For 3 chicken eggs, you will need to eat or sub out 16 for 2 chicken eggs. I would also experiment with baked goods and recipes because quail eggs will make the end result a little different.
Quail eggs have a hard shell and are usually harder to crack than either chicken or duck eggs. You can purchase a special quail egg cutter to open quail eggs.
Duck eggs also have a harder shell, but can be cracked normally. They just don’t usually produce as “clean” of a crack as a chicken egg does.
Duck and quail eggs have a little longer (about 2-3 weeks) shelf life than chicken eggs.
All eggs can be tested for being still good by using the “float” test. Simply place an uncooked egg in a bowl of water. If the egg floats, it is bad and should be thrown away. If it sinks, it is still good to eat. If it floats halfway up in the bowl, it should be eaten very soon.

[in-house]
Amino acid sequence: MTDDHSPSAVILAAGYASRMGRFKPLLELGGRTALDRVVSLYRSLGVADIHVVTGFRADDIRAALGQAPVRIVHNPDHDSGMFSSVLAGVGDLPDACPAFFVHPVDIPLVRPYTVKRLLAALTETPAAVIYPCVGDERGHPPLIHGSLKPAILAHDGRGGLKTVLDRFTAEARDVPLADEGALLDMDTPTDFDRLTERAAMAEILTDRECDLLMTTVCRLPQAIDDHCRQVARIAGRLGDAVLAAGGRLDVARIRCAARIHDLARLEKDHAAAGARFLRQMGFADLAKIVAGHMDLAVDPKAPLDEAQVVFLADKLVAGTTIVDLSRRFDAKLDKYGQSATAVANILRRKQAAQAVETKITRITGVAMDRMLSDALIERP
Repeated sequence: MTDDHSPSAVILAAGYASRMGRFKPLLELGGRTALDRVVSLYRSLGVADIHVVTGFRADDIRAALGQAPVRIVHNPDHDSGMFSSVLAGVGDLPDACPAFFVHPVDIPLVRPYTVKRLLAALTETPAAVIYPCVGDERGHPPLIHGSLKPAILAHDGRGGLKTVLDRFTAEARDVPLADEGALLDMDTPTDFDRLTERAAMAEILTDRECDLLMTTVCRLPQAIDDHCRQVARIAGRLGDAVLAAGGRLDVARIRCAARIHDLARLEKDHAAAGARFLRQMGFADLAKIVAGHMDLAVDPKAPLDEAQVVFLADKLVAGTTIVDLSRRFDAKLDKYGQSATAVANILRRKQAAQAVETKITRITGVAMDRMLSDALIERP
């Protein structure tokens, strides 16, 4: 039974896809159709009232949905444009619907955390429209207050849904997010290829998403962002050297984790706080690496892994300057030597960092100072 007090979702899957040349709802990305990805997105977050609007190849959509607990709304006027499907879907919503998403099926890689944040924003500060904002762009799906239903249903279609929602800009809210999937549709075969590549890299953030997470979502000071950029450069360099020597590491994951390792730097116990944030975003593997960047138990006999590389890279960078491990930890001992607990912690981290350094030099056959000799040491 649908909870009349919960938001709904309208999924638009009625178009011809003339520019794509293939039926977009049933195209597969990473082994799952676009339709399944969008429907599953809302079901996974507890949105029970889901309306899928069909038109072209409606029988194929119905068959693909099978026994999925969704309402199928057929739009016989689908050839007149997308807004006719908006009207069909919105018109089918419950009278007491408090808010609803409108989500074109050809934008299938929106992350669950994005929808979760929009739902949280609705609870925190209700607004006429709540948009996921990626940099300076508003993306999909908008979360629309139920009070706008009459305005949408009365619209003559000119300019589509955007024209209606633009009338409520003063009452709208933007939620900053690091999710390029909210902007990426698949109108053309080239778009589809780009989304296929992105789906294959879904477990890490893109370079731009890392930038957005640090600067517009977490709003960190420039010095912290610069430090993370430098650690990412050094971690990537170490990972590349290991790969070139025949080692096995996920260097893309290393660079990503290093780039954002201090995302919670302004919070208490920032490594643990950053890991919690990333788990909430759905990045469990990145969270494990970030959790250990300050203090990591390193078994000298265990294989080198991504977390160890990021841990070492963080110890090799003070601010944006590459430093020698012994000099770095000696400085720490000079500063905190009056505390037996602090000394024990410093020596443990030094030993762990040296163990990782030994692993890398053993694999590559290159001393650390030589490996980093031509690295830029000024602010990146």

- Some people who are allergic to chicken eggs can eat duck eggs
- Duck eggs have a thicker shell than chicken or quail eggs, which gives them a longer shelf life
- Duck eggs have more albumen than chicken eggs
- Duck eggs taste creamier
- Duck eggs have a thicker shell and waxy coating that protects them from water
- Duck eggs have less water, which can make them more rubbery if they are overcooked
- Duck egg whites are harder to whip because of the lower water content
- You’d need to eat 5 quail eggs to equal one chicken egg in your daily breakfast
- Quail eggs come beautifully white with black spots or off-white
- Chicken eggs come green, blue, brown, dark brown, white and off-white
- Duck eggs come white, off-white, and black
- Ducks poop everywhere. Wet, splattery poop.